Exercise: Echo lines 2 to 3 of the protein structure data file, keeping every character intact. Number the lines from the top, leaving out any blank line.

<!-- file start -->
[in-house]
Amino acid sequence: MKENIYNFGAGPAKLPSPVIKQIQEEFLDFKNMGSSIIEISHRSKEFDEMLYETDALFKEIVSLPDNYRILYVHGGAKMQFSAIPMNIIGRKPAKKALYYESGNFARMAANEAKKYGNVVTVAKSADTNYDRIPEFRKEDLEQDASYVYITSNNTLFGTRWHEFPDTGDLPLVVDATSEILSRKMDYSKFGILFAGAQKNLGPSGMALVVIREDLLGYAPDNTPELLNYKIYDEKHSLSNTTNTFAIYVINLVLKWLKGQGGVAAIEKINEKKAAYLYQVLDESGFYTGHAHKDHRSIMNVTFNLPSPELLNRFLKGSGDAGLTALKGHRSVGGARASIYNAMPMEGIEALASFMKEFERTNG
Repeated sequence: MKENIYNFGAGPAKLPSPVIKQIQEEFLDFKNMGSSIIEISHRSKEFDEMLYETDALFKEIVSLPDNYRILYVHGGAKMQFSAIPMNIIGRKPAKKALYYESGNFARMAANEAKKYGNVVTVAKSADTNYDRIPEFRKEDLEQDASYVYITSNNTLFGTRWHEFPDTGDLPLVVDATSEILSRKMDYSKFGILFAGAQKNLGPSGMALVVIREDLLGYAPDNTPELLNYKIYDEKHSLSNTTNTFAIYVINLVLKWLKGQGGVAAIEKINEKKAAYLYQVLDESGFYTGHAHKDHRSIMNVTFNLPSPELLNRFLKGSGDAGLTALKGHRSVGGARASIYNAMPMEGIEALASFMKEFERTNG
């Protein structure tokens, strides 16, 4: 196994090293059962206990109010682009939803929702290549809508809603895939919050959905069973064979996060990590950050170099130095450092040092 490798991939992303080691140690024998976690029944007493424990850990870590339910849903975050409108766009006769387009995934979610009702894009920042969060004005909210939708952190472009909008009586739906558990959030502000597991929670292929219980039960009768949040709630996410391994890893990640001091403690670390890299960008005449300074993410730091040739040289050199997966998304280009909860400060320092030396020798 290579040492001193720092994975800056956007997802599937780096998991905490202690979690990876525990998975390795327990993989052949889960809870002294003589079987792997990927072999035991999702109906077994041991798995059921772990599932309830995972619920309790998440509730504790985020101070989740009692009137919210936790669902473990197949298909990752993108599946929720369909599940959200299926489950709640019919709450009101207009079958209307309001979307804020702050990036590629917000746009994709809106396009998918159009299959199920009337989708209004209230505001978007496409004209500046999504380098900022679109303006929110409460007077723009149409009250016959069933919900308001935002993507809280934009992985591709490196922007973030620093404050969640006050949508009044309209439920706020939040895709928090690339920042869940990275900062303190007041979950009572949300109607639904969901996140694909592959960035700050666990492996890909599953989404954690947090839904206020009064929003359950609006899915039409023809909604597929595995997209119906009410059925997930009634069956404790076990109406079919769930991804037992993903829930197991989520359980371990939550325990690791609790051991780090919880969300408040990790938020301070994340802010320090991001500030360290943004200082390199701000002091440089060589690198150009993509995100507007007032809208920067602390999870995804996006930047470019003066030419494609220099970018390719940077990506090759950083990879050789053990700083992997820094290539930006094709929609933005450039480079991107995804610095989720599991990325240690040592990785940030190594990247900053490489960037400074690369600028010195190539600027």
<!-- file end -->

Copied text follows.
Amino acid sequence: MKENIYNFGAGPAKLPSPVIKQIQEEFLDFKNMGSSIIEISHRSKEFDEMLYETDALFKEIVSLPDNYRILYVHGGAKMQFSAIPMNIIGRKPAKKALYYESGNFARMAANEAKKYGNVVTVAKSADTNYDRIPEFRKEDLEQDASYVYITSNNTLFGTRWHEFPDTGDLPLVVDATSEILSRKMDYSKFGILFAGAQKNLGPSGMALVVIREDLLGYAPDNTPELLNYKIYDEKHSLSNTTNTFAIYVINLVLKWLKGQGGVAAIEKINEKKAAYLYQVLDESGFYTGHAHKDHRSIMNVTFNLPSPELLNRFLKGSGDAGLTALKGHRSVGGARASIYNAMPMEGIEALASFMKEFERTNG
Repeated sequence: MKENIYNFGAGPAKLPSPVIKQIQEEFLDFKNMGSSIIEISHRSKEFDEMLYETDALFKEIVSLPDNYRILYVHGGAKMQFSAIPMNIIGRKPAKKALYYESGNFARMAANEAKKYGNVVTVAKSADTNYDRIPEFRKEDLEQDASYVYITSNNTLFGTRWHEFPDTGDLPLVVDATSEILSRKMDYSKFGILFAGAQKNLGPSGMALVVIREDLLGYAPDNTPELLNYKIYDEKHSLSNTTNTFAIYVINLVLKWLKGQGGVAAIEKINEKKAAYLYQVLDESGFYTGHAHKDHRSIMNVTFNLPSPELLNRFLKGSGDAGLTALKGHRSVGGARASIYNAMPMEGIEALASFMKEFERTNG